What Are Civil Rights;5 Facts And Examples You Must Know

Civil rights are the protection and privilege of personal power given to all citizens by law. Civil rights are also called divine rights. Life in society requires a set of rules that place discipline in the daily lives of citizens. It regulates relations between people and this is the concept of human rights and civil rights. These rights are those that the government guarantees citizens, such as the right to vote.

What Are Civil Rights;5 Facts And Examples You Must Know

These Rights are enjoyed by all citizens of a state as such. They are the rights of the freedom to express their ideas , without fear of incurring sanctions They are rights of religious freedom, of opinion, of rights of equality, of property,To have guaranteed civil rights, therefore, its mean that everyone should be treated on equal dealing under the law in any social situation, regardless of race, economic condition, religion, affiliation, cultural origin, sex, and opinion.

Therefore, the basic principles of Civil Law are:

Personality: 

Guarantees the right that individual has its existence recognized, which entails rights and obligations.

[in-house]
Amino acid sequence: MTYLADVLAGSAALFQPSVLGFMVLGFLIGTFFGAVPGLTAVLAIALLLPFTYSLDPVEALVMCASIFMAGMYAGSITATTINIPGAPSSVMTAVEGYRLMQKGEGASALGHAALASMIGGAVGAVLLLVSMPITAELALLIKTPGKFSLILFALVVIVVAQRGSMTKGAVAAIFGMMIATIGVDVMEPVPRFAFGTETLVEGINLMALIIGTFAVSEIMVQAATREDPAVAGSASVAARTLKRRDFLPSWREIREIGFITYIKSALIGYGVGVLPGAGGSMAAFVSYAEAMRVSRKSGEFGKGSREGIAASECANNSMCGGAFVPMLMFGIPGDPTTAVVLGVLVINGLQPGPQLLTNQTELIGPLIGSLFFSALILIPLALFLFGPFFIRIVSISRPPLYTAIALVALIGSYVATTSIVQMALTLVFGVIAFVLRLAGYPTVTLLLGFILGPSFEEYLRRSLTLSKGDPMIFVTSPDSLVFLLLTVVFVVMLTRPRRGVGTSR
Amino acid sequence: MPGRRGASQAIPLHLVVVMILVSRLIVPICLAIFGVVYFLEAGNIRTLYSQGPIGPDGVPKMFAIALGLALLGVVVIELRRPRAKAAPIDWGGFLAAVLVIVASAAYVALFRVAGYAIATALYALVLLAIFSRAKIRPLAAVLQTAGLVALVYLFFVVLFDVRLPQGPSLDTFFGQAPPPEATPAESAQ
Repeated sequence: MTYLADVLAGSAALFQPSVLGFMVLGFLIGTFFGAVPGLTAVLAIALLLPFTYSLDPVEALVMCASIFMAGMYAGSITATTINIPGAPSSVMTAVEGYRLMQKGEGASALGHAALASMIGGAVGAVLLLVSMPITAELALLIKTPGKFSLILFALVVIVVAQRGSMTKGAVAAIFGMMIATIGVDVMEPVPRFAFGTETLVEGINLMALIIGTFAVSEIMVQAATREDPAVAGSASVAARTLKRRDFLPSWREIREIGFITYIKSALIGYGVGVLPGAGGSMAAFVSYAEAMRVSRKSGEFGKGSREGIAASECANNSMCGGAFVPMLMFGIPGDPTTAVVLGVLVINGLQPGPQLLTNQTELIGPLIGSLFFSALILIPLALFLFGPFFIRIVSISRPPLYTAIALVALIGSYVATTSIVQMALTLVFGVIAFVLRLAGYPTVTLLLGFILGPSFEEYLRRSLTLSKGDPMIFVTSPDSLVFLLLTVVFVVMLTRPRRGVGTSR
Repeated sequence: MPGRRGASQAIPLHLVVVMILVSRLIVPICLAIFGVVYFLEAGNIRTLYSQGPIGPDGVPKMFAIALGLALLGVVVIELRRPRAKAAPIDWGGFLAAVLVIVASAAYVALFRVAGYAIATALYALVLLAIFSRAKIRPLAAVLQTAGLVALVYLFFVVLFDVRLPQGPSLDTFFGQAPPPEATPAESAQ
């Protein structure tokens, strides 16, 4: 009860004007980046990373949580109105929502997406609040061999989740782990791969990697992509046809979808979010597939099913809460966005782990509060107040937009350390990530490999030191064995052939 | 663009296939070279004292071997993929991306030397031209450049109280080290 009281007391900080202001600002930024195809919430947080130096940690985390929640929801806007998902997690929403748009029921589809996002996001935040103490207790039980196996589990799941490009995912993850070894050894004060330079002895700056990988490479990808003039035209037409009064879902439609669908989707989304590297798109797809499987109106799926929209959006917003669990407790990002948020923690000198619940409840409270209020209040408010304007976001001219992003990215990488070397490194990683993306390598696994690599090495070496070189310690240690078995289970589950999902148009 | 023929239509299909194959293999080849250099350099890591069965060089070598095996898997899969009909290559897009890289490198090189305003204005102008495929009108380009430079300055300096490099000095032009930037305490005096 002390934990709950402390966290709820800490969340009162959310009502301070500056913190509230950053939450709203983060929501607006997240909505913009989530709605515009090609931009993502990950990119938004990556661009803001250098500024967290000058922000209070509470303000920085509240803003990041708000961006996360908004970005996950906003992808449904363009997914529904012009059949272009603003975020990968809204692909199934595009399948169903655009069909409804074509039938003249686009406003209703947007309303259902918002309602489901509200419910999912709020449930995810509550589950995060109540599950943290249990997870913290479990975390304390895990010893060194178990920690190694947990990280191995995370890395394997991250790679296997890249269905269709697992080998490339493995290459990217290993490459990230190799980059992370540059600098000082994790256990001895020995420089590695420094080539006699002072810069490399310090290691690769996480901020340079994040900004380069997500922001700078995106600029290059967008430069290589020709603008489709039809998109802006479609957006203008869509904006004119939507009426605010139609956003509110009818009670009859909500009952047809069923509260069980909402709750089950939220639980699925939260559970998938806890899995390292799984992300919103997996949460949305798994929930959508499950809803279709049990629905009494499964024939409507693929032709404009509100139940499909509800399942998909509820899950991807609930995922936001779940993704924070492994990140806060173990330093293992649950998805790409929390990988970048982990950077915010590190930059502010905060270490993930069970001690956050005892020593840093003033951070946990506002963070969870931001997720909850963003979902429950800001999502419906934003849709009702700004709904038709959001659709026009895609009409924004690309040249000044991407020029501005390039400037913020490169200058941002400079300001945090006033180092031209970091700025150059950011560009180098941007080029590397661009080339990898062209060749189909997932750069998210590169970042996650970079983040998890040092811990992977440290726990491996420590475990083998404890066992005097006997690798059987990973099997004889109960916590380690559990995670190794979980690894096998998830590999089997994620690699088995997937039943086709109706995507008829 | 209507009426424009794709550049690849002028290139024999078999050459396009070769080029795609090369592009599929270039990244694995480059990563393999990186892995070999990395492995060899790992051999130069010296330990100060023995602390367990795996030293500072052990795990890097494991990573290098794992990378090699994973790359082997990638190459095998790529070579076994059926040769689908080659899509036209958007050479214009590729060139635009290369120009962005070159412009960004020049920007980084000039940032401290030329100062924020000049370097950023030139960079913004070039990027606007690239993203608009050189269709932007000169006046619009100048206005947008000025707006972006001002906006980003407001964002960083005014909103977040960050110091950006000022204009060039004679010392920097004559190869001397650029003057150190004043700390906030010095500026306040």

Family: 

It recognizes the importance of the family; for the formation of the individual.

Legitimacy of inheritance:

It guarantees the citizen the right to dispose of his assets and to transfer, totally or partially, to his heirs.

Autonomy of the will:

it takes into account the legal capacity of the human being to practice or abstain from certain acts, according to his will.

Social Solidarity: 

It emphasizes the social importance of property and legal affairs, with the intention of reconciling the collective needs of particular interests.

What are Civil Rights Are Different from Natural Rights

For example, the philosopher John Locke, argued that the natural rights are about life, liberty and property. It should be converted into civil rights and protected by the sovereign state as an aspect of the social contract.

While Civil rights include:

(a) The right to freedom of peaceful assembly;

(b) the right to freedom of association; including forming and becoming a member of the labor union; and

(c) the right to express freedom of expression or expression; including the freedom to seek, receive and impart information and all kinds of ideas without regard to limits (either through oral or written).

In Addition these rights are also included in Civil Rights.

The right to liberty and personal security.
The right to freedom of movement and transfers.
The right to recognition and equal treatment before the law.
The Right to freedom of thought, conscience and religion.
The Right to freedom of opinion and expression.
The Right to assemble and union.
The Right to participate in government.

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